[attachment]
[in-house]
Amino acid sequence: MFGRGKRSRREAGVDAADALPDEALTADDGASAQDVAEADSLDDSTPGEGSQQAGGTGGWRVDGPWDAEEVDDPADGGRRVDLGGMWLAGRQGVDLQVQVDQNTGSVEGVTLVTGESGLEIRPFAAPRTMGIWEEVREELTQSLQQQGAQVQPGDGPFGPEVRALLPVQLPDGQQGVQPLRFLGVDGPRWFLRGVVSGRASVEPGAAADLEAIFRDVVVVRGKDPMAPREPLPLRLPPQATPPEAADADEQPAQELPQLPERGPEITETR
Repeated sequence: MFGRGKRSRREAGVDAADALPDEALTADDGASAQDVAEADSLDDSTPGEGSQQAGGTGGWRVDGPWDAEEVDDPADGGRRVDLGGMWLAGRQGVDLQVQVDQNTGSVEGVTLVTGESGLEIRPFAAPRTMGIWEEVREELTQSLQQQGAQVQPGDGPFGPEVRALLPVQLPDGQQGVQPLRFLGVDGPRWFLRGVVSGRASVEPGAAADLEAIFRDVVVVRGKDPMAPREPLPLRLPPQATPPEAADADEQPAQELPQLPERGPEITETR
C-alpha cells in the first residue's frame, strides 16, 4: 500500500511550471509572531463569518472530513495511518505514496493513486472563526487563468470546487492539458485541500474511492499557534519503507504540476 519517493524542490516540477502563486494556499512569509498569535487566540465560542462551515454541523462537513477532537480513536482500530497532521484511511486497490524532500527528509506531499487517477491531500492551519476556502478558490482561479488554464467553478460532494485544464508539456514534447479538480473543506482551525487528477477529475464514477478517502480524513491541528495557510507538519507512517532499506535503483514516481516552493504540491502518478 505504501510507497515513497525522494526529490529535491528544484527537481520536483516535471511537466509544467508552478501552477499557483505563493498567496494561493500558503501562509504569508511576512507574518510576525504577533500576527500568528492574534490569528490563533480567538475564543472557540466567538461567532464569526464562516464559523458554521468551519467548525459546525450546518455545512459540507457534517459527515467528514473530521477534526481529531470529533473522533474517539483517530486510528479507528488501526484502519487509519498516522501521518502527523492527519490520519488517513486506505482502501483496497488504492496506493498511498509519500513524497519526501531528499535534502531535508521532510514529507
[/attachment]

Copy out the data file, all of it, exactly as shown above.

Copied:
[in-house]
Amino acid sequence: MFGRGKRSRREAGVDAADALPDEALTADDGASAQDVAEADSLDDSTPGEGSQQAGGTGGWRVDGPWDAEEVDDPADGGRRVDLGGMWLAGRQGVDLQVQVDQNTGSVEGVTLVTGESGLEIRPFAAPRTMGIWEEVREELTQSLQQQGAQVQPGDGPFGPEVRALLPVQLPDGQQGVQPLRFLGVDGPRWFLRGVVSGRASVEPGAAADLEAIFRDVVVVRGKDPMAPREPLPLRLPPQATPPEAADADEQPAQELPQLPERGPEITETR
Repeated sequence: MFGRGKRSRREAGVDAADALPDEALTADDGASAQDVAEADSLDDSTPGEGSQQAGGTGGWRVDGPWDAEEVDDPADGGRRVDLGGMWLAGRQGVDLQVQVDQNTGSVEGVTLVTGESGLEIRPFAAPRTMGIWEEVREELTQSLQQQGAQVQPGDGPFGPEVRALLPVQLPDGQQGVQPLRFLGVDGPRWFLRGVVSGRASVEPGAAADLEAIFRDVVVVRGKDPMAPREPLPLRLPPQATPPEAADADEQPAQELPQLPERGPEITETR
C-alpha cells in the first residue's frame, strides 16, 4: 500500500511550471509572531463569518472530513495511518505514496493513486472563526487563468470546487492539458485541500474511492499557534519503507504540476 519517493524542490516540477502563486494556499512569509498569535487566540465560542462551515454541523462537513477532537480513536482500530497532521484511511486497490524532500527528509506531499487517477491531500492551519476556502478558490482561479488554464467553478460532494485544464508539456514534447479538480473543506482551525487528477477529475464514477478517502480524513491541528495557510507538519507512517532499506535503483514516481516552493504540491502518478 505504501510507497515513497525522494526529490529535491528544484527537481520536483516535471511537466509544467508552478501552477499557483505563493498567496494561493500558503501562509504569508511576512507574518510576525504577533500576527500568528492574534490569528490563533480567538475564543472557540466567538461567532464569526464562516464559523458554521468551519467548525459546525450546518455545512459540507457534517459527515467528514473530521477534526481529531470529533473522533474517539483517530486510528479507528488501526484502519487509519498516522501521518502527523492527519490520519488517513486506505482502501483496497488504492496506493498511498509519500513524497519526501531528499535534502531535508521532510514529507